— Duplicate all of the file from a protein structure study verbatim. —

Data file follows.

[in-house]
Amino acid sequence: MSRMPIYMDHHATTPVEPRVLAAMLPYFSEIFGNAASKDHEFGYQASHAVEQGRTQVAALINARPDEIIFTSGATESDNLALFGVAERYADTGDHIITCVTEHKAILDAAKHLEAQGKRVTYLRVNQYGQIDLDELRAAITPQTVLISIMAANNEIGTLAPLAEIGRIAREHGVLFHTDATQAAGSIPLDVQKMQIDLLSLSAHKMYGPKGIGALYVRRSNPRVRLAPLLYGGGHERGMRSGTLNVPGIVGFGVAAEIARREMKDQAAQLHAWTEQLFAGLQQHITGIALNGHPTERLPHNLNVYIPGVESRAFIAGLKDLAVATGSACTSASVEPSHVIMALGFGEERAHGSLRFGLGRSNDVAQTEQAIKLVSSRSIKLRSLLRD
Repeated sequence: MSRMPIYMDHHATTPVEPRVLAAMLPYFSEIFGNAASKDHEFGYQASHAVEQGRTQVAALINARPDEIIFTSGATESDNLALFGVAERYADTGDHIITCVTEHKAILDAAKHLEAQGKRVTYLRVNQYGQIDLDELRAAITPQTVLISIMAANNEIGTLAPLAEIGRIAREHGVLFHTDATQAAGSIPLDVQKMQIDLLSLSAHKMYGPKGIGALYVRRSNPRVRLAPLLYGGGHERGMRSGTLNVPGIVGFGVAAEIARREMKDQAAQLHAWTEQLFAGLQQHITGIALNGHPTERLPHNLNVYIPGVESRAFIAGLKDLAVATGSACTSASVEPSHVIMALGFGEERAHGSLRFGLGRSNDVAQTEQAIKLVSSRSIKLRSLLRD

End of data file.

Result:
[in-house]
Amino acid sequence: MSRMPIYMDHHATTPVEPRVLAAMLPYFSEIFGNAASKDHEFGYQASHAVEQGRTQVAALINARPDEIIFTSGATESDNLALFGVAERYADTGDHIITCVTEHKAILDAAKHLEAQGKRVTYLRVNQYGQIDLDELRAAITPQTVLISIMAANNEIGTLAPLAEIGRIAREHGVLFHTDATQAAGSIPLDVQKMQIDLLSLSAHKMYGPKGIGALYVRRSNPRVRLAPLLYGGGHERGMRSGTLNVPGIVGFGVAAEIARREMKDQAAQLHAWTEQLFAGLQQHITGIALNGHPTERLPHNLNVYIPGVESRAFIAGLKDLAVATGSACTSASVEPSHVIMALGFGEERAHGSLRFGLGRSNDVAQTEQAIKLVSSRSIKLRSLLRD
Repeated sequence: MSRMPIYMDHHATTPVEPRVLAAMLPYFSEIFGNAASKDHEFGYQASHAVEQGRTQVAALINARPDEIIFTSGATESDNLALFGVAERYADTGDHIITCVTEHKAILDAAKHLEAQGKRVTYLRVNQYGQIDLDELRAAITPQTVLISIMAANNEIGTLAPLAEIGRIAREHGVLFHTDATQAAGSIPLDVQKMQIDLLSLSAHKMYGPKGIGALYVRRSNPRVRLAPLLYGGGHERGMRSGTLNVPGIVGFGVAAEIARREMKDQAAQLHAWTEQLFAGLQQHITGIALNGHPTERLPHNLNVYIPGVESRAFIAGLKDLAVATGSACTSASVEPSHVIMALGFGEERAHGSLRFGLGRSNDVAQTEQAIKLVSSRSIKLRSLLRD